I bought my 2000 Audi A6 4.2 off eBay. I am in Maryland, and it was a luxury used car dealer in New Jersey. I took a big risk not inspecting the car in person or having it inspected before buying it, but I couldn't resist the price and the guy was very knowledgable about the car so I took the chance. It turned out good for me, there was only one flaw in the engine that he didn't mention but I was able to fix it myself. But it was the type of omission that could have cost your average person $1000 to fix at the dealer.
My best advice is to be very cautious (obviously). Inspect the car yourself or pay a company to inspect it for you. Depending on the amount of the purchase, it should be worth it. Of course, if you're buying a $350 Rabbit as a beater or something like that it would not be worth paying for inspection.
Don't expect the car to be as perfect as shown or described. It shouldn't be far off, but expect a few flaws not mentioned. These are used car salesmen we are talking about. Their job is to move cars as quickly as possible, for the most amount of profit. They are not going to donate any information that's not obvious and could potentially lower the sale price.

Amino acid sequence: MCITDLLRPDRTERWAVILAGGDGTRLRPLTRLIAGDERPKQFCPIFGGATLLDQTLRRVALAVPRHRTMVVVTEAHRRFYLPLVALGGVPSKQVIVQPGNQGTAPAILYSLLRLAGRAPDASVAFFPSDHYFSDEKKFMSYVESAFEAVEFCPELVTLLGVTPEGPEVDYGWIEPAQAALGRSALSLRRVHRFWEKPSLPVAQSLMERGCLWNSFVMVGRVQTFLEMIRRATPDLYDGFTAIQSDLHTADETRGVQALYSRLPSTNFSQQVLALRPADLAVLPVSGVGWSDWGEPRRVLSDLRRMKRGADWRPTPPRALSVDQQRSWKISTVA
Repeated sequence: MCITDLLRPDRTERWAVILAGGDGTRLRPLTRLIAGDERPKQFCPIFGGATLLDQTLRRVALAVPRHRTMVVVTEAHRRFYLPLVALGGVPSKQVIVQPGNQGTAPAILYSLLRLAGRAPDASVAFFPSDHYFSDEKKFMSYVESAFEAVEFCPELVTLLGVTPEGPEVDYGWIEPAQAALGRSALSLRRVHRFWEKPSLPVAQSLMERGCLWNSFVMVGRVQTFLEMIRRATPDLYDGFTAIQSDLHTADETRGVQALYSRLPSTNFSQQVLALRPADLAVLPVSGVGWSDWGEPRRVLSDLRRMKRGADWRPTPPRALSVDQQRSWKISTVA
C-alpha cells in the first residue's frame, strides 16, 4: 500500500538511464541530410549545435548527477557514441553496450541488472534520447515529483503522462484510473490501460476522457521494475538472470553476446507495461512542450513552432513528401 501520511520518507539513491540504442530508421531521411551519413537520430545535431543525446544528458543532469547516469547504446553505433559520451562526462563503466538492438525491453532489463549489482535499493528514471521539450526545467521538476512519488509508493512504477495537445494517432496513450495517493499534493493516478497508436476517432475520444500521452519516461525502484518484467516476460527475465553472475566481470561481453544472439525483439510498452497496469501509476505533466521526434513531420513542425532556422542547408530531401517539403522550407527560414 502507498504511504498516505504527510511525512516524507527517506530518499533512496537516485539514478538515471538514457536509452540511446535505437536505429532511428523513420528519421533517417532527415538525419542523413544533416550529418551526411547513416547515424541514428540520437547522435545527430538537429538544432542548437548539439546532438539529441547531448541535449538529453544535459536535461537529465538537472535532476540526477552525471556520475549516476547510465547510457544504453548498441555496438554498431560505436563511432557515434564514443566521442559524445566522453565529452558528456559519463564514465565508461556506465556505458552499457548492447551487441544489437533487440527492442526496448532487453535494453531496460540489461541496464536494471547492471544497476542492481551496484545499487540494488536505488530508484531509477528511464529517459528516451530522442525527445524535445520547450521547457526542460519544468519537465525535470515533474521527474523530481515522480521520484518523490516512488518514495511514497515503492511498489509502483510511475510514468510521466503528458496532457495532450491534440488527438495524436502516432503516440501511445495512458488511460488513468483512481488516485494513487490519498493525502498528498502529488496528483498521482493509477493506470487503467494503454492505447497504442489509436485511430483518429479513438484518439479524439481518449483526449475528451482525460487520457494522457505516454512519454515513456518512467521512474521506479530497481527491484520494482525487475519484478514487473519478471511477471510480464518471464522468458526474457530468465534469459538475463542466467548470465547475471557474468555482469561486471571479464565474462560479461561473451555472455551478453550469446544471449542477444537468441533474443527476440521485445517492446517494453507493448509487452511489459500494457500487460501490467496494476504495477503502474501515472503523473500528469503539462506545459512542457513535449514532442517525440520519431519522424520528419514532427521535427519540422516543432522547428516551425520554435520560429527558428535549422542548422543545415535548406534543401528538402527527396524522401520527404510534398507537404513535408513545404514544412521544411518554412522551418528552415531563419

Don't bid too high on the car just because you are scared you may lose the auction. Many completed auctions are never finalized because the person either did not intend to buy the car or something falls through (or it's a fake bid from the seller trying to get more money). My friend had sold his Porsche twice on eBay without anything materializing. He ended up offering it to the next highest bidder, but couldn't make that work either.\
def have it inspected and use the carfax also, then look for people with good feed back. I've had a couple friends who bought cars off ebay and they're pleased with the experience. Like was said, be careful, ask questions, have them send extra pics of certain things you are not sure of or would like to see better and use ebays services such as inspections etc...
Well, don't sell anything to my Dad. He bought two cars off of ebay (a Porsche 911 and an old Studebaker) and he ended up suing both parties. He's not an attorney, and he represented himself, but he's pretty smart.
"As is" can end up being "as represented" to some old crank like my Dad. A good thing to remember if you're selling something.